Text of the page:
Author summary Nonenveloped viruses need to provide mechanisms that allow their genomes to be delivered across membranes. This process remains poorly understood. For enteroviruses such as poliovirus, genome delivery involves a program of conformational changes that include expansion of the particle and externalization of two normally internal peptides, VP4 and the VP1 N-terminus, which then insert into the cell membrane, triggering endocytosis and the creation of pores that facilitate the transfer of the viral RNA genome across the endosomal membrane. This manuscript describes five high-resolution cryo-EM structures of altered poliovirus particles that represent a number of intermediates along this pathway. The structures reveal several surprising findings, including the discovery of a new intermediate that is expanded, but has not yet externalized the membrane interactive peptides; the clear identification of a unique exit site for the VP1 N-terminus; the demonstration that the externalized VP1 N-terminus partitions between two different sites in a temperature-dependent fashion; direct visualization of an amphipathic helix at the N-terminus of VP1 in an ideal position for interaction with cellular membranes; and the observation that a significant portion of VP4 remains inside the particle and accounts for a density feature that had previously been ascribed to part of the viral RNA. These findings represent significant additions to our understanding of the cell entry process of an important class of human pathogens.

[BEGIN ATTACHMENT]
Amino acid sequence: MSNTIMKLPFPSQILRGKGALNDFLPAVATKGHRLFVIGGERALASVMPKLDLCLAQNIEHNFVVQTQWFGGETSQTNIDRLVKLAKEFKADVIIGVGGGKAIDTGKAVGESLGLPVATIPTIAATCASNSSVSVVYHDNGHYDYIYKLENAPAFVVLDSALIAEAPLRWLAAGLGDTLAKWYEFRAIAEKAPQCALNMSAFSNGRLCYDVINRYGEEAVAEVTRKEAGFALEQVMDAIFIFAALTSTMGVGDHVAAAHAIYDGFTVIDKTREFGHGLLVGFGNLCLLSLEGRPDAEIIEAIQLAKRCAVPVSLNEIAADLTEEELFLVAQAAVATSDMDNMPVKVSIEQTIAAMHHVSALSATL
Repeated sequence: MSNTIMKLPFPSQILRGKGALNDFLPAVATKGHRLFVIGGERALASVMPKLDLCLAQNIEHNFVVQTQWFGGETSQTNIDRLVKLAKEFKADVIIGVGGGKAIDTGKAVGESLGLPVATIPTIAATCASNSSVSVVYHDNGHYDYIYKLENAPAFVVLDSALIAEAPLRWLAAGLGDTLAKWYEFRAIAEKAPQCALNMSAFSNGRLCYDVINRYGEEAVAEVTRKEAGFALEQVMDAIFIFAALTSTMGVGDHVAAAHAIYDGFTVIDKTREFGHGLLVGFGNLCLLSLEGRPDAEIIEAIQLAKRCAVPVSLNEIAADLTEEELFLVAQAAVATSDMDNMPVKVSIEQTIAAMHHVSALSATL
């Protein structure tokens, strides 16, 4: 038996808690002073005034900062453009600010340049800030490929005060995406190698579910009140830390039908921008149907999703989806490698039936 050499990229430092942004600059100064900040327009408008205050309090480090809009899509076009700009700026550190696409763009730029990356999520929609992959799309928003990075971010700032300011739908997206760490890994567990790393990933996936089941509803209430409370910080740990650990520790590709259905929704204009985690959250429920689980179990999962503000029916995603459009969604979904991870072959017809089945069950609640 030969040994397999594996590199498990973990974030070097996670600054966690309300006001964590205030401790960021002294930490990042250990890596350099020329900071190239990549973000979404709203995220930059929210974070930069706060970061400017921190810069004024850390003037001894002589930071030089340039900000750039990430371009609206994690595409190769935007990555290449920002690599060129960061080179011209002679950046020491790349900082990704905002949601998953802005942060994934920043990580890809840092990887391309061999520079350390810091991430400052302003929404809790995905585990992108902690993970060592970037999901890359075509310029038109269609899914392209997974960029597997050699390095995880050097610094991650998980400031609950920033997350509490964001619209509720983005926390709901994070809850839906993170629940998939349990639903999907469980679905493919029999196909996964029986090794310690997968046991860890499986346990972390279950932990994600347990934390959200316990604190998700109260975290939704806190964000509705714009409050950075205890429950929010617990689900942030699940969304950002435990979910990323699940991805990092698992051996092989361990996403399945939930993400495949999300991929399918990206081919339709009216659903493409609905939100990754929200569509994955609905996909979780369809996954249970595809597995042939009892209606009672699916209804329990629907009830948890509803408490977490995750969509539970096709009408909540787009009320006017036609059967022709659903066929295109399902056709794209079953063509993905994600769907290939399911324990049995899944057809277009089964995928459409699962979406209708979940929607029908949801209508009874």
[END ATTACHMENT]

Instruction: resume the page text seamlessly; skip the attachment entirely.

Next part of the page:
Most general anaesthetics and classical benzodiazepine drugs act through positive modulation of $\gamma$-aminobutyric acid type A (GABAA) receptors to dampen neuronal activity in the brain1–5. However, direct structural information on the mechanisms of general anaesthetics at their physiological receptor sites is lacking. Here we present cryo-electron microscopy structures of GABAA receptors bound to intravenous anaesthetics, benzodiazepines and inhibitory modulators. These structures were solved in a lipidic environment and are complemented by electrophysiology and molecular dynamics simulations. Structures of GABAA receptors in complex with the anaesthetics phenobarbital, etomidate and propofol reveal both distinct and common transmembrane binding sites, which are shared in part by the benzodiazepine drug diazepam. Structures in which GABAA receptors are bound by benzodiazepine-site ligands identify an additional membrane binding site for diazepam and suggest an allosteric mechanism for anaesthetic reversal by flumazenil. This study provides a foundation for understanding how pharmacologically diverse and clinically essential drugs act through overlapping and distinct mechanisms to potentiate inhibitory signalling in the brain.